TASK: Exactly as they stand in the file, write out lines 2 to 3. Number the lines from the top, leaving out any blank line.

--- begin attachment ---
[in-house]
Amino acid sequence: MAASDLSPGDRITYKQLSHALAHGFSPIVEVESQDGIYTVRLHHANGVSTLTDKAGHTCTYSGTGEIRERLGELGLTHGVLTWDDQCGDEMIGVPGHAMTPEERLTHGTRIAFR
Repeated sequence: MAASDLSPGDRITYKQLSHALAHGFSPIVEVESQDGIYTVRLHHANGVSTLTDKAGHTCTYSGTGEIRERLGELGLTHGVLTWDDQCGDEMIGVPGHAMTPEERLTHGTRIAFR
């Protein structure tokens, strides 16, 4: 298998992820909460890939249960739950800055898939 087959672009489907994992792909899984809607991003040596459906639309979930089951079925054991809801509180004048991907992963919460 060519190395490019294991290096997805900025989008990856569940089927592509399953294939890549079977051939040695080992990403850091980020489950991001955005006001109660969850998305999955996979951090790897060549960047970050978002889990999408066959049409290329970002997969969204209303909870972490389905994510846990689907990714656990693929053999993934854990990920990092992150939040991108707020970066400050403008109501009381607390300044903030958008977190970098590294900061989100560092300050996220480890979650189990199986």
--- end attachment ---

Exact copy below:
Amino acid sequence: MAASDLSPGDRITYKQLSHALAHGFSPIVEVESQDGIYTVRLHHANGVSTLTDKAGHTCTYSGTGEIRERLGELGLTHGVLTWDDQCGDEMIGVPGHAMTPEERLTHGTRIAFR
Repeated sequence: MAASDLSPGDRITYKQLSHALAHGFSPIVEVESQDGIYTVRLHHANGVSTLTDKAGHTCTYSGTGEIRERLGELGLTHGVLTWDDQCGDEMIGVPGHAMTPEERLTHGTRIAFR